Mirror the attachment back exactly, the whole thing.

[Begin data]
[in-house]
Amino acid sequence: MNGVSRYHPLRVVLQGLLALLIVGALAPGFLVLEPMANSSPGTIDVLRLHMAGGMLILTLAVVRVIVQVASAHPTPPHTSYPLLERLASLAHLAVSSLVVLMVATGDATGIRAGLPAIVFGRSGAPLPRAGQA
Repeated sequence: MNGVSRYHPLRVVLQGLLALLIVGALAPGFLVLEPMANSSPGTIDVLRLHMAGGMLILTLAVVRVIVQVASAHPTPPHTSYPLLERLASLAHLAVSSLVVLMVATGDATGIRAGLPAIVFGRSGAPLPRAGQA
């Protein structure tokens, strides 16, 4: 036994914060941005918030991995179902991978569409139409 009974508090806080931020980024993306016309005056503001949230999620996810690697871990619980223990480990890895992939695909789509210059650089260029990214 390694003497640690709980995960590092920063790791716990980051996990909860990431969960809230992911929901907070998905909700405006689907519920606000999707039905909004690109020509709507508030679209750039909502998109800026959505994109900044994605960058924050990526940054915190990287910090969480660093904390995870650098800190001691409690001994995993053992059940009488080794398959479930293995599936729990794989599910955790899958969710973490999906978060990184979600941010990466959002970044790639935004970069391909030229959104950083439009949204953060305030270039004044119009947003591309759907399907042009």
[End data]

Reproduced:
[in-house]
Amino acid sequence: MNGVSRYHPLRVVLQGLLALLIVGALAPGFLVLEPMANSSPGTIDVLRLHMAGGMLILTLAVVRVIVQVASAHPTPPHTSYPLLERLASLAHLAVSSLVVLMVATGDATGIRAGLPAIVFGRSGAPLPRAGQA
Repeated sequence: MNGVSRYHPLRVVLQGLLALLIVGALAPGFLVLEPMANSSPGTIDVLRLHMAGGMLILTLAVVRVIVQVASAHPTPPHTSYPLLERLASLAHLAVSSLVVLMVATGDATGIRAGLPAIVFGRSGAPLPRAGQA
């Protein structure tokens, strides 16, 4: 036994914060941005918030991995179902991978569409139409 009974508090806080931020980024993306016309005056503001949230999620996810690697871990619980223990480990890895992939695909789509210059650089260029990214 390694003497640690709980995960590092920063790791716990980051996990909860990431969960809230992911929901907070998905909700405006689907519920606000999707039905909004690109020509709507508030679209750039909502998109800026959505994109900044994605960058924050990526940054915190990287910090969480660093904390995870650098800190001691409690001994995993053992059940009488080794398959479930293995599936729990794989599910955790899958969710973490999906978060990184979600941010990466959002970044790639935004970069391909030229959104950083439009949204953060305030270039004044119009947003591309759907399907042009």